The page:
Google is offering $1,000 to anyone who can hack its apps in the fight against cybercrime
Google is offering to pay a “bounty” of US$1,000 (£759) to anyone who can successfully hack one of the Android apps on its Play Store – Google’s rival to the Apple Store – in an attempt to locate and fix weak spots.
Firms outside the tech sphere are also increasingly turning to hackers for help. Lisa Shu, Assistant Professor of Organisational Behaviour at London Business School (LBS), said the threat of cybercrime gives bosses a strong business case for hiring hackers who can tighten their companies’ online defences.
“There is an argument for hiring true online security experts with the perspective needed to combat cybercriminals,” she said. “Organisations are looking in the right place if they want people with the expertise and competence to boost their online security.”
Google has partnered with the bug bounty platform HackerOne to reward individuals who find and help fix the most serious security flaws in some of its most widely used apps. Google already offers rewards of up to US$100,000 (£75,900) for hackers who find vulnerabilities in its Chrome browser.
Bug bounty programmes are a popular way for companies to reward hackers who find weak spots in their software and disclose them to developers so they can be fixed rather than exploited. “Given the magnitude of the stakes in blockchain and smart-contracts, bug bounties have become increasingly popular,” said Dr Shu.
“These bounty initiatives represent a proactive approach to cybersecurity,” she added. “They are excellent ways to incentivise experts to disclose vulnerabilities before they can be exploited by others with ill intentions. For the most part, these programmes attract recreational hackers, rather than those who would otherwise have malicious intent. Sites such as HackerOne even sponsor hacker leaderboards – creating a legitimate centralised hub that crowdsources expert knowledge to resolve complex forensic cybersecurity problems.
“Ethical problems typically arise when companies dismiss potential weaknesses in their existing systems. Through inviting hackers to expose cybersecurity vulnerabilities in return for bounties, companies are signalling their willingness to diagnose their blind spots.”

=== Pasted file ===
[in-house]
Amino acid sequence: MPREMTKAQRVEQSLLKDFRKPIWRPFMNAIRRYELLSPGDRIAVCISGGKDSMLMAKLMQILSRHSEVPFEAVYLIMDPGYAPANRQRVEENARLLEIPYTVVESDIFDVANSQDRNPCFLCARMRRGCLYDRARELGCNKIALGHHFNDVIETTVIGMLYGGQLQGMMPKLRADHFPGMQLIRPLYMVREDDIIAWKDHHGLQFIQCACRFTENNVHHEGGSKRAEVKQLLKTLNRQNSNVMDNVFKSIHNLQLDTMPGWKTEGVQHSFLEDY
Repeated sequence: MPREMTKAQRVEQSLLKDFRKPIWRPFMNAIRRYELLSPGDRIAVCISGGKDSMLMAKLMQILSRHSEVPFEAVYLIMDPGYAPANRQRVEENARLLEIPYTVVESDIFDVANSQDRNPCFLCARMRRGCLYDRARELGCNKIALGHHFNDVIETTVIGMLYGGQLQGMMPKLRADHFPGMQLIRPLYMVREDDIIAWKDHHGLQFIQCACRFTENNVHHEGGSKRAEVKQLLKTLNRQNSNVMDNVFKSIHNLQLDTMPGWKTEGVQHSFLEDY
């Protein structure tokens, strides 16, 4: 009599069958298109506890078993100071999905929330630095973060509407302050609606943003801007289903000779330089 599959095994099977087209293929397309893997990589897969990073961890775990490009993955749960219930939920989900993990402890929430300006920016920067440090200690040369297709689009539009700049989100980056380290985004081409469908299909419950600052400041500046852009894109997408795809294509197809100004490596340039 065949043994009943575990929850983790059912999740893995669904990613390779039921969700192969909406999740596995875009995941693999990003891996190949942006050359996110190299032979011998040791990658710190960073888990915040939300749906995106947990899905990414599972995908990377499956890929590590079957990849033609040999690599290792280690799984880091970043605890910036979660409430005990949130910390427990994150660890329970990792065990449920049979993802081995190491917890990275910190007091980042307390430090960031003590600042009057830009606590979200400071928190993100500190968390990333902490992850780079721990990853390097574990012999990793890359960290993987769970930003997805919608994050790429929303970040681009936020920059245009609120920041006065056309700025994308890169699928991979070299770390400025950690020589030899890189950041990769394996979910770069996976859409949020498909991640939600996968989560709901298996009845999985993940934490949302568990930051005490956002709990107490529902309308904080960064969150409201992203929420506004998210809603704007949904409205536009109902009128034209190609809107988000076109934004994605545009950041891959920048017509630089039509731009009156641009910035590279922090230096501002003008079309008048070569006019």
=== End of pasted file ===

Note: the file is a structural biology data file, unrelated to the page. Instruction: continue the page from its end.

Google’s initiative comes just days after Dr Mathy Vanhoef, a computer science researcher at KU Leuven, published details of a WPA2 vulnerability that he calls KRACK (key reinstallation attack). According to Dr Vanhoef, the security protocol used in all modern wifi networks is broken and hackers could steal credit card numbers, passwords, chat messages, emails or photos from anyone using wifi. Experts have claimed this poses a huge risk to businesses.
Cybersecurity is on everyone’s radar yet a recent LBS survey found that executives are willing to gamble potential risk. In a poll of LBS US alumni, EMBA-Global executives, and Executive Education past participants, 40% of C-suite executives said they believed their company had sufficient cybersecurity resources, yet 93% thought their company remained vulnerable to an attack.
Julian Birkinshaw, Professor of Strategy and Entrepreneurship at LBS, said: “Leaders need to be certain of the measures being taken at their own firms or which attacks are most likely to occur – a big risk that jeopardises an entire organisation. Instead of externalising the problem, executives must play an active role in creating and implementing a cybersecurity strategy across the entire organisation.”
Companies are on high alert since corporate hacking scandals that have led to data leaks, damaged reputations and huge costs for the companies involved. Sony Pictures said in February 2015 that the fallout from hackers leaking sensitive emails cost the studio US$15 million (£11,310,000). But increasingly hackers are the heroes. Two such, Kyle Lovett and Jordan Wiens, were rewarded with one million air miles each for identifying flaws in United Airlines’ security system.
At present, the Google Play Security Reward Program is limited to Alibaba, Dropbox, Duolingo, Headspace, LINE, Snapchat and Tinder along with Google-developed Android apps available via Google Play. Third-party developer apps must be invited into the scheme. Hackers will work directly with the developer to identify and fix bugs before claiming the reward from Google.
Google is looking to find and destroy bugs that force apps to download or execute arbitrary code, trick apps into carrying out unauthorised financial transactions or force-open new webviews (browsers contained within mobile apps) that might be used for phishing. The Play Store has been criticised over perceived security issues.